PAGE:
All Blacks duo Malakai Fekitoa and Sam Cane cited
Malakai Fekitoa and Sam Cane have both been cited for "allegedly tackling an opponent dangerously" during New Zealand's 21-9 victory over Ireland on Saturday.
Referee Jaco Peyper sin-binned Fekitoa for his high tackle on Simon Zebo, while Cane was merely penalised for his thumping hit on Robbie Henshaw.
Leinster centre Henshaw was removed from the field on a stretcher and faces further concussion checks, remaining a doubt ahead of Ireland's final autumn clash with Australia on Saturday.
Fekitoa and Cane will now face disciplinary hearings in the next two days.
A statement from autumn international disciplinary reads: "Sam Cane, the New Zealand flank forward, has been cited for allegedly tackling an opponent dangerously in the 11th minute of the first half of the match between Ireland and New Zealand at the Aviva Stadium (Law 10.4 e).
"Malakai Fekitoa, the New Zealand centre, has also been cited, for allegedly tackling an opponent dangerously in the same match (Law 10.4 e)."
The performances of Peyper and television match official (TMO) Jon Mason will come under renewed scrutiny should either Fekitoa or Cane be handed further punishment.
The complexion of Ireland's contest with New Zealand would doubtless have been vastly altered had the back-to-back world champion All Blacks lost one or even two players to red cards.
Ireland boss Joe Schmidt refused to comment on referee Pepyer's performance in the wake of his side's loss in Dublin. But Ireland were clearly frustrated by a number of Peyper's rulings throughout a Test match of the highest ferocity.
Ireland were stunned that New Zealand flanker Cane was merely penalised for his challenge on Henshaw.
"What? A penalty? But the player's on the stretcher," Ireland fly-half Johnny Sexton told Peyper on the field.
Captain Rory Best even broke regular protocol in protesting New Zealand's match-sealing try from Fekitoa, by advancing across the tryline to speak with Peyper while Beauden Barrett was preparing for the conversion.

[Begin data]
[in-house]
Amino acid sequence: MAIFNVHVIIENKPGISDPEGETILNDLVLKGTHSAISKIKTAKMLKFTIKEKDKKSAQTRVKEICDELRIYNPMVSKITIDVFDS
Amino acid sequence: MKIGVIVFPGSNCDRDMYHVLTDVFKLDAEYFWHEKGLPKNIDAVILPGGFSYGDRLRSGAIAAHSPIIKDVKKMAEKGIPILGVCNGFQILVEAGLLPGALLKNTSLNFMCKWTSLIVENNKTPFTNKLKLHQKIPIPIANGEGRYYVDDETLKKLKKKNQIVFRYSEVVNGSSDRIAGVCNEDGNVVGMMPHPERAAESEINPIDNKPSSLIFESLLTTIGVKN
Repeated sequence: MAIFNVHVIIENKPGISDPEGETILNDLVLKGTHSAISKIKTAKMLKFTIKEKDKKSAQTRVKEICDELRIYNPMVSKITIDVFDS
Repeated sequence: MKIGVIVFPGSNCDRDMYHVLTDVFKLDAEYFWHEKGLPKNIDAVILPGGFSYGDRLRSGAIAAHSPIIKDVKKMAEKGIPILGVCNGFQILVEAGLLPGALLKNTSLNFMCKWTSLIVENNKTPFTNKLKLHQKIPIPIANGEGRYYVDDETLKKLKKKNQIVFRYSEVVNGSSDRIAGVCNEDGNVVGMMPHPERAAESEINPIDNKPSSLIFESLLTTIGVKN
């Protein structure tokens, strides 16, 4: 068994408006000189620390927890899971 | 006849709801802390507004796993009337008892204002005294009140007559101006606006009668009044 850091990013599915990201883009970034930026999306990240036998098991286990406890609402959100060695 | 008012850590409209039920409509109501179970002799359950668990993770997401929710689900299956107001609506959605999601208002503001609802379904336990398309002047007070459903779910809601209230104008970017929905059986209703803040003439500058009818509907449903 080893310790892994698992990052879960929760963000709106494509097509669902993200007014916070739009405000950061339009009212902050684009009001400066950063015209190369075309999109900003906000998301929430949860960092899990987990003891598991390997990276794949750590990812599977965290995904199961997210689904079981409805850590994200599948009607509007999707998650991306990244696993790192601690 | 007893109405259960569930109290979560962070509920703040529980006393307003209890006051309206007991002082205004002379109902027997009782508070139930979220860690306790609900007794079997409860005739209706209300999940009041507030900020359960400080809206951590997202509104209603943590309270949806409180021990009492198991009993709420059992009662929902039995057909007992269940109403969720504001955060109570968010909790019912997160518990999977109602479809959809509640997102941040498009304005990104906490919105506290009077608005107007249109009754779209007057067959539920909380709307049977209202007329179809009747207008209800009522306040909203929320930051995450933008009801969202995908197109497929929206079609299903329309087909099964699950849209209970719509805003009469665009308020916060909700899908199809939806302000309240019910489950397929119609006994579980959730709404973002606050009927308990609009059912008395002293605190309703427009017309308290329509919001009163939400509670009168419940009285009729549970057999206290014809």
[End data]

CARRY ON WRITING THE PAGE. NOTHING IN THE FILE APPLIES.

Fekitoa scored two of New Zealand's three tries, with Barrett claiming the other, as New Zealand gained revenge over Ireland for their 40-29 defeat to Joe Schmidt's men in Chicago on November 5.
And fly-half Barrett has revealed New Zealand's "relief" at avenging that Soldier Field d efeat.
The world player of the year believes the All Blacks can now set about restoring the lofty standards that secured their record 18-match winning streak.
Barrett's admission underscored Saturday night's tetchy contest, where Ireland could not back up their first-ever win over the All Blacks two weeks on from their historic day in the USA.
"I guess there's a little bit of relief," said Barrett when asked to react to New Zealand's victory.
"It's also satisfaction of getting back to where we were.
"We're getting back to showing how much it means to us through our actions, and doing the jersey justice. That's what it was all about."
Ireland lost Johnny Sexton to a hamstring issue, while CJ Stander and Rob Kearney are further doubts after receiving concussion checks.
New Zealand's Ben Smith suffered a compound fracture of the finger, and Cane sustained an ankle issue.
All Blacks boss Hansen has opted not to call in any replacements ahead of the final tour match against France in Paris on Saturday.
Barrett insisted New Zealand had not strayed over the line with their physicality, in what wound up as a ferocious Test match.
"It's hard getting that balance but our intent was we wanted to be physical," said Barrett.
"Technique may have let us down a couple of times with the yellow cards, but it's up to the referee to make those decisions.
"It was more attitude and intent. Our actions were the biggest focus.
"The game and the way we play the game happens if we get that first bit right.
"I was pleased with how we turned up."